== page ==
Interactive Investor

Investors will now own recycled gold in this popular fund

24th March 2022 10:25

Sam Benstead from interactive investor

Royal Mint is boosting the sustainability credentials of its $500 million Physical Gold ETC. Here’s what you need to know.

Investors can now hold “green” gold in their portfolios for the very first time.

The Royal Mint, the government body that produces coins in the UK, will extract gold from electronic waste such as laptops and smartphones and add it to its vaults.

It will form part of the gold that investors own via its Royal Mint Physical Gold ETC (LSE:RMAU), an exchange-traded commodity listed on the London Stock Exchange. However, it did not specify when gold from recycled electronics would be added to the portfolio.

The first tranche of recycled gold bars, totalling 50,000 ounces, will be from surplus gold from bullion coin production and will be added to the portfolio in the coming weeks. This will account for about 17% of the total gold held by the ETC, according to interactive investor calculations.

The rest of the gold is responsibly sourced and more recycled gold will be added depending on demand for the fund. Custody of gold is at The Royal Mint’s vault in Wales.

Unlike many other commodities, gold can be infinitely recycled with no degradation in quality. This allows investors to participate in the “cyclical economy” without giving up any standards in the precious metal they own.

The Royal Mint partnered with Quintet Private Bank, a wealth manager owned by the Qatari royal family, for this innovation in sustainable investment. The bank invested $170 million (£130 million) into the fund.

Myron Jobson, senior personal finance analyst at interactive investor, said: “The ETC is not an entirely ‘green gold’ proposition as it first appears as the first tranche of the recycled gold bars will come from gold from bullion coins.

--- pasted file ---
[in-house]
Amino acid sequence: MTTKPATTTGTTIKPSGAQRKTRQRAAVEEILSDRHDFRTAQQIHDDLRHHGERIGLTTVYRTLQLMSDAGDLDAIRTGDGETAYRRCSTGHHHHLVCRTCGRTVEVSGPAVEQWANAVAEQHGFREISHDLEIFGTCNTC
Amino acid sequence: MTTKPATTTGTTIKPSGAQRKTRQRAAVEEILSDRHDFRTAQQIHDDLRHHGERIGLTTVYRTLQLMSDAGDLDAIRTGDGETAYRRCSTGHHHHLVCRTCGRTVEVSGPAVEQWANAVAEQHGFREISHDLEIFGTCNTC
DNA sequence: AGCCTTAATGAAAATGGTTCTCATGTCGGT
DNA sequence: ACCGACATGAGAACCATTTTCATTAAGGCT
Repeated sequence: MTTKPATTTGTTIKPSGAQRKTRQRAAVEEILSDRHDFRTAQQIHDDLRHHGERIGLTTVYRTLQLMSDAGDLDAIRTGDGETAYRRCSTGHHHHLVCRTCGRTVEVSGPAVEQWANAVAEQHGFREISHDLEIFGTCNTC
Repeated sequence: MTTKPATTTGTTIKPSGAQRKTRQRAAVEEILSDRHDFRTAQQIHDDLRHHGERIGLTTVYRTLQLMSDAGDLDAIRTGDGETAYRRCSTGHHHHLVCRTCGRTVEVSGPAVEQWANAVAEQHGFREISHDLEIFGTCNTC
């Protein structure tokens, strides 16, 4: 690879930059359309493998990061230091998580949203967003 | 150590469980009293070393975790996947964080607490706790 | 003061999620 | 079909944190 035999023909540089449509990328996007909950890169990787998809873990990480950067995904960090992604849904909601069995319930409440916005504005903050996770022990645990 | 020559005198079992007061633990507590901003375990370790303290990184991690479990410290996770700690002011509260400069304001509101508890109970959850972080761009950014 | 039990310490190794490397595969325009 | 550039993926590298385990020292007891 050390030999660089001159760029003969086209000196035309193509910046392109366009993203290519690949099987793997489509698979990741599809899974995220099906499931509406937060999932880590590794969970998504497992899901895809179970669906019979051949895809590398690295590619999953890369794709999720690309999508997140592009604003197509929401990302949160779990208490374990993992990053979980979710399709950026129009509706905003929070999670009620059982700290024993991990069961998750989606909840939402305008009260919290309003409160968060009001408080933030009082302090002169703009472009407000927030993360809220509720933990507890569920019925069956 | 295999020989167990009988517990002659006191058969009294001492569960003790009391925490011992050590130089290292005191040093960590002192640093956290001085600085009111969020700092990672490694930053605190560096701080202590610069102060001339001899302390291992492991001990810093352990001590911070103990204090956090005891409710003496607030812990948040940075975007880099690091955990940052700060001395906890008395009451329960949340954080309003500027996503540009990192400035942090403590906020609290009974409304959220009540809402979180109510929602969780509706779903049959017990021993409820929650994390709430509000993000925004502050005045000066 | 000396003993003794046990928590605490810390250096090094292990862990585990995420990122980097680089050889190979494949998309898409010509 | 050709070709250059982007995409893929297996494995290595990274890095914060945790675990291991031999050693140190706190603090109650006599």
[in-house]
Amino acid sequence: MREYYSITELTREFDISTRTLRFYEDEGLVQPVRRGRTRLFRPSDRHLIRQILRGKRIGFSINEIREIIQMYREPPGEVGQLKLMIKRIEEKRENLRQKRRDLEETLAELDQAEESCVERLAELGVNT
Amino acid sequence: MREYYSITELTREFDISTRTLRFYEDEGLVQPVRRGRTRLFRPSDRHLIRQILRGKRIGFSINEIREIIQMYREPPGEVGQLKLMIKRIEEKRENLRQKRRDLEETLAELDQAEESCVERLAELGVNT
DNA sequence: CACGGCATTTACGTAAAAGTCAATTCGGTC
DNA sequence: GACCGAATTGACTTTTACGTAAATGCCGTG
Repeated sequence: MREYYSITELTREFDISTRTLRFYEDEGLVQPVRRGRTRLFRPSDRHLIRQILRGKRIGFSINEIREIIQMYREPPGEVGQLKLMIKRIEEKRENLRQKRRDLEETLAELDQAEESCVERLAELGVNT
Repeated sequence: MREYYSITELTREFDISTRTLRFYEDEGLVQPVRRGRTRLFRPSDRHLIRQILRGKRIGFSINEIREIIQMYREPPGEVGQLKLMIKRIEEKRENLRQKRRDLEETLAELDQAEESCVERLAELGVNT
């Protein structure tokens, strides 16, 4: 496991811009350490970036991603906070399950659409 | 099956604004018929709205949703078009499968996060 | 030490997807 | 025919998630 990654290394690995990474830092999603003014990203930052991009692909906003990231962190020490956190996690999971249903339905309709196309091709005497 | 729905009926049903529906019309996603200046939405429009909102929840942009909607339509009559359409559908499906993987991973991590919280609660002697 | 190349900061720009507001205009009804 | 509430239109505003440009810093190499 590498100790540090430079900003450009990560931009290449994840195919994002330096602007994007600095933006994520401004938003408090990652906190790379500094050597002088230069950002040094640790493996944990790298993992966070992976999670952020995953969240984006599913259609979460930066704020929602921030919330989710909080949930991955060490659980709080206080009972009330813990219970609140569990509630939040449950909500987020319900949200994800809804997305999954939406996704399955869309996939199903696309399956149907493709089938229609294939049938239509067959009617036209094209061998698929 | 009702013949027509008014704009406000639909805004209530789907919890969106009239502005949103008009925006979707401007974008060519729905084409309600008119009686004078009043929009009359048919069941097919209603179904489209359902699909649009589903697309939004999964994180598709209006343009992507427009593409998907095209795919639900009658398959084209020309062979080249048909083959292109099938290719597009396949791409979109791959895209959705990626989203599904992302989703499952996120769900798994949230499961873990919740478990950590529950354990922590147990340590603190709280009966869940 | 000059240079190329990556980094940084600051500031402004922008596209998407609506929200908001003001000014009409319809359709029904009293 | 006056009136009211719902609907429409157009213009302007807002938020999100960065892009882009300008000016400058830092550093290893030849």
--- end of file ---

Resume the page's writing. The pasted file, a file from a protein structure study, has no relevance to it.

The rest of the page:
“The bars from gold recycled from electronic waste such as laptops and smartphones come later. Also, one wonders how much dirty energy is required in the process of creating the gold bars.”

Over the years, the precious metal has proved its value when it comes to protecting portfolios from sharp falls in equity markets. It is therefore a good diversifier – although it is sensible to keep exposure low, at around the 5%, as the gold price tends to be volatile.

Gold has also historically been a good hedge against inflation. The theory is that as governments and central banks cannot simply print more gold, as they can currencies, gold’s value is preserved.

HANetf, a passive fund group which markets the Royal Mint fund, said it was the first time that investors could own recycled gold via a listed investment vehicle.

Andrew Dickey, director of precious metals at The Royal Mint, commented: “We’re delighted to work with HANetf and Quintet to champion responsible sourcing and circular economy practices.

“We already reuse a portion of our gold onsite to form gold bars, but this is the first time we have produced a dedicated recycled product for use within our ETC offering.”

RMAU ETC shares can be redeemed in exchange for physical gold bars and coins, with delivery and storage provided by The Royal Mint, a unique feature of the fund.

The ETC costs 0.22% in annual fees and has £455 million in assets

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